Pubdate: Tue, 5 May 1998
Source: The Australian 
Author: John Kerin


A TWO-YEAR national marijuana study has found decriminalisation has not
caused any increase in its use in Australia.

The findings of the study carried out by the Drug and Alcohol Services
Council of South Australia in conjunction with other national research
facilities for Australia's health and justice ministers was presented to a
meeting in Melbourne yesterday, but the ministers left any action on the
report up to individual jurisdictions.

The study on the social impacts of cannabis compared marijuana use patterns
and legal regimes across Australia.

It also compared the experience of those jailed under the more stringent
marijuana laws in Western Australia with those who mainly received on the
spot fines for carrying or using small amounts of marijuana in South
Australia, where the drug has been decriminalised.

"The study showed there was no evidence that the introduction of expiation
(on the spot fines) for marijuana use has led to any increase in the
prevalence or intensity and frequency of marijuana use," one of the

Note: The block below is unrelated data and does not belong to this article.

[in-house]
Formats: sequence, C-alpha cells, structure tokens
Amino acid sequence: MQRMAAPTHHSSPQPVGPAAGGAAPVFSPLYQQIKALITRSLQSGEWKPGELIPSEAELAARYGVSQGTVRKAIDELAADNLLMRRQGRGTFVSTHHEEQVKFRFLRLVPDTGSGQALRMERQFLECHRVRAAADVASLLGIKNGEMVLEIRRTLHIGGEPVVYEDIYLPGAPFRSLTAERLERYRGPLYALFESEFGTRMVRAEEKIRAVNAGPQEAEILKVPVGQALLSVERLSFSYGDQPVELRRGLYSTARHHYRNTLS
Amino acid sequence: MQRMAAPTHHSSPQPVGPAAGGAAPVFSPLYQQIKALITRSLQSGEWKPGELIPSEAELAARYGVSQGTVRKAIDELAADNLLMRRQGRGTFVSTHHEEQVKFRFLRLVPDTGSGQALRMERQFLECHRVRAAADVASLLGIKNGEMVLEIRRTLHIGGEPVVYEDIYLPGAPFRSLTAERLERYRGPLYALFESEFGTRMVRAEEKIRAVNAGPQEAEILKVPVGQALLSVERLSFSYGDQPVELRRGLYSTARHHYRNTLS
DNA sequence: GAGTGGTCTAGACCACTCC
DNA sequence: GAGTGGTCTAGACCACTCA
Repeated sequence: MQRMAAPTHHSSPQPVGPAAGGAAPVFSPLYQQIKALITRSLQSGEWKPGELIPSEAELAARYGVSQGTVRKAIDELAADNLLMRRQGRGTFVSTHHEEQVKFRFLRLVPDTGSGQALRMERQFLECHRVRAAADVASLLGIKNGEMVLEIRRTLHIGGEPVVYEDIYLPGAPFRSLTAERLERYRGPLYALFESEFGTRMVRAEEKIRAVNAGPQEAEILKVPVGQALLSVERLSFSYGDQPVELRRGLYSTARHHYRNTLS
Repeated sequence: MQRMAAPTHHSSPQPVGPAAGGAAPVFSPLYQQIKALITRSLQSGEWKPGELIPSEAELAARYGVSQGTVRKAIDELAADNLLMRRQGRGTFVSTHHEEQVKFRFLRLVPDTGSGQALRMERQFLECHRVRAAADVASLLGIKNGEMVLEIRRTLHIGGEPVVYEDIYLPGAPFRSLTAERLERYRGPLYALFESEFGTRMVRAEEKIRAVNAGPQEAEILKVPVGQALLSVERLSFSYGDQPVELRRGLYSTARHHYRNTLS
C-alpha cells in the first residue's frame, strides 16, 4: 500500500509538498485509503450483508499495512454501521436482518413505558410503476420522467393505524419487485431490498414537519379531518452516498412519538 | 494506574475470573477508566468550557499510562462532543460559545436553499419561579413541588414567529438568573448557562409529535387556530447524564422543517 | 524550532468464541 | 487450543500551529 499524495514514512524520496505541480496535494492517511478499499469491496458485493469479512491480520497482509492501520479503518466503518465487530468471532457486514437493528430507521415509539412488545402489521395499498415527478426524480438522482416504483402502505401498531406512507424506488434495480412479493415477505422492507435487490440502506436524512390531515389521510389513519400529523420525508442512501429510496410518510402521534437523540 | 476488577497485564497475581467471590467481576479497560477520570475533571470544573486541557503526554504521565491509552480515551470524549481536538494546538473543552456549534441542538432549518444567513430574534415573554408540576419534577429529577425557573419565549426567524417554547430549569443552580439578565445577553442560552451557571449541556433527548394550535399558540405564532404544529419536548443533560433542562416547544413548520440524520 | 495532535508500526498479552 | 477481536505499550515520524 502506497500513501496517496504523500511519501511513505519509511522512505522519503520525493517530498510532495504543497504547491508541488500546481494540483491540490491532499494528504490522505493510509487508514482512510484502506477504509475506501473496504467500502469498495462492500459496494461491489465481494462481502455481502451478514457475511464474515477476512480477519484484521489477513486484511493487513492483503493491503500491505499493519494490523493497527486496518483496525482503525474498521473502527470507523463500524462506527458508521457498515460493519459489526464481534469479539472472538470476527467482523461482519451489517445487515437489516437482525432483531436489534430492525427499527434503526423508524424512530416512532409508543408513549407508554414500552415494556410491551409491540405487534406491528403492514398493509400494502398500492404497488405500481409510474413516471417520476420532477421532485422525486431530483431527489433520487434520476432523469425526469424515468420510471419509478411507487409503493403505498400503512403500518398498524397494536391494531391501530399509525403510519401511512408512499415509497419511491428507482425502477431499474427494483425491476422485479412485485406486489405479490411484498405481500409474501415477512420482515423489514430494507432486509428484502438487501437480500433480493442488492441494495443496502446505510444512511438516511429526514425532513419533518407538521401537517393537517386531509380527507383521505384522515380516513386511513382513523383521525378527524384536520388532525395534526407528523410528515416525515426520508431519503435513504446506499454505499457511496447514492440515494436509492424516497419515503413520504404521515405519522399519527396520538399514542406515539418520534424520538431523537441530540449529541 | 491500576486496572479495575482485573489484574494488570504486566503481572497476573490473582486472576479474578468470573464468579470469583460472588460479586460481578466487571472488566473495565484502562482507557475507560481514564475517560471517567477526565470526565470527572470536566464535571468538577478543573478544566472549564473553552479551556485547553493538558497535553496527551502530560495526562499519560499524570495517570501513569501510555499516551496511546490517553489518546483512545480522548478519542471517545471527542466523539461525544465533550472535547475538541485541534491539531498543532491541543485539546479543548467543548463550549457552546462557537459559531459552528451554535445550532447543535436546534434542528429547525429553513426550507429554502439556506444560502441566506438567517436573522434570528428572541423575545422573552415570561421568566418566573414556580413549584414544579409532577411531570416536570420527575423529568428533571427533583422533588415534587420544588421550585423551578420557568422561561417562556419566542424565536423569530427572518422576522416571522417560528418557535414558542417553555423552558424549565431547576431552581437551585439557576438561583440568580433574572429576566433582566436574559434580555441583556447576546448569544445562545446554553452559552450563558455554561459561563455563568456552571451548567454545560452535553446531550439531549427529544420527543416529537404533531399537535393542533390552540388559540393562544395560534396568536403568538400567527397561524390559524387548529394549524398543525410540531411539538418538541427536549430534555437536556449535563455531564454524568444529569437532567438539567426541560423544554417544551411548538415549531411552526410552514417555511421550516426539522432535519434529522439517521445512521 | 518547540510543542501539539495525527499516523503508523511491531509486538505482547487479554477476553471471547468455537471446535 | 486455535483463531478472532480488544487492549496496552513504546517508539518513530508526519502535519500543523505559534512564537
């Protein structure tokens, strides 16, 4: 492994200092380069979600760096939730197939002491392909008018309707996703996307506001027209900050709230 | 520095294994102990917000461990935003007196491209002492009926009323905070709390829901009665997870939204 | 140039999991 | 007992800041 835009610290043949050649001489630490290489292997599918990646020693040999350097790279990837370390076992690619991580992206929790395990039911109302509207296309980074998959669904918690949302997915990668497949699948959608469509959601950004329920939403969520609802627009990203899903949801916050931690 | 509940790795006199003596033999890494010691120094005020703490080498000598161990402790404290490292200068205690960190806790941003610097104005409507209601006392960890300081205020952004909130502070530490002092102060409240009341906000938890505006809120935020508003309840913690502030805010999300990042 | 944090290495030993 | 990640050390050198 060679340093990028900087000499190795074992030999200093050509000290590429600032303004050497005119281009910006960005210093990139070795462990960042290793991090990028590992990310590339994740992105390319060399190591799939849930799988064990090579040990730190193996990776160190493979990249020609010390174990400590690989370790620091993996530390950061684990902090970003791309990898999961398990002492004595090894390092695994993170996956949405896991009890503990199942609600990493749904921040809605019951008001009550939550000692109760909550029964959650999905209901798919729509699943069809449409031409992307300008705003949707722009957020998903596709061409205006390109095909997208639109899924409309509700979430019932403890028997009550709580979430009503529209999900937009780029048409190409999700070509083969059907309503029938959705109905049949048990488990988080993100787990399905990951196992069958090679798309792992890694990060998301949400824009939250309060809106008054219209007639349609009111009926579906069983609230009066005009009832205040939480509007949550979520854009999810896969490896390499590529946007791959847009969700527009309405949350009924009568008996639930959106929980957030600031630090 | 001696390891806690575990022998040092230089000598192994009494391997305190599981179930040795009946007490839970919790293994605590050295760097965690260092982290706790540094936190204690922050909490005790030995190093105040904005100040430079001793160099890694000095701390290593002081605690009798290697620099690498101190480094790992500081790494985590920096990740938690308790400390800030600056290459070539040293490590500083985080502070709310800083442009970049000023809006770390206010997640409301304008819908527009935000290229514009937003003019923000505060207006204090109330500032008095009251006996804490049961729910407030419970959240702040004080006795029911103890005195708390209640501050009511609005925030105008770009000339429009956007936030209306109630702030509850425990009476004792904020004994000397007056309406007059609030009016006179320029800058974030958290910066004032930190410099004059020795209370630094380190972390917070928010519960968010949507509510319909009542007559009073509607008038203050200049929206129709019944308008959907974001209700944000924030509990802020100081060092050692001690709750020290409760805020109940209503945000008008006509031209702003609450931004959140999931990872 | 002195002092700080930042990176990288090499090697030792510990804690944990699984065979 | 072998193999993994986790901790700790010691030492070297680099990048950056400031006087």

researchers associated with the study, DASC clinical policy director Dr
Robert Ali said last night.

He said although there had been increases across all jurisdictions in the
past decade, there was no great difference between jurisdictions where the
drug had been decriminalised and where it hadn't.

He said the study also found cost savings to the community through keeping
minor offenders out of jail. South Australia, the ACT and the Northern
Territory have Australia's most relaxed marijuana laws. In the ACT, police
can issue a warning or impose on-the-spot fines for minor offences involving
the possession of up to 25g for personal use or for the growing of up to
four plants. In South Australia, the limit is 10 plants.

ACT Health Minister Michael Moore said he had asked for the trial to be
extended to the ACT, where a similar decriminalisation model to that in
South Australia operates.

The development came as federal Health Minister Michael Wooldridge yesterday
pledged $3 million to a public awareness campaign to target excessive
alcohol use. Dr Wooldridge said the campaign was likely to concentrate on
young people aged between 15 and 24.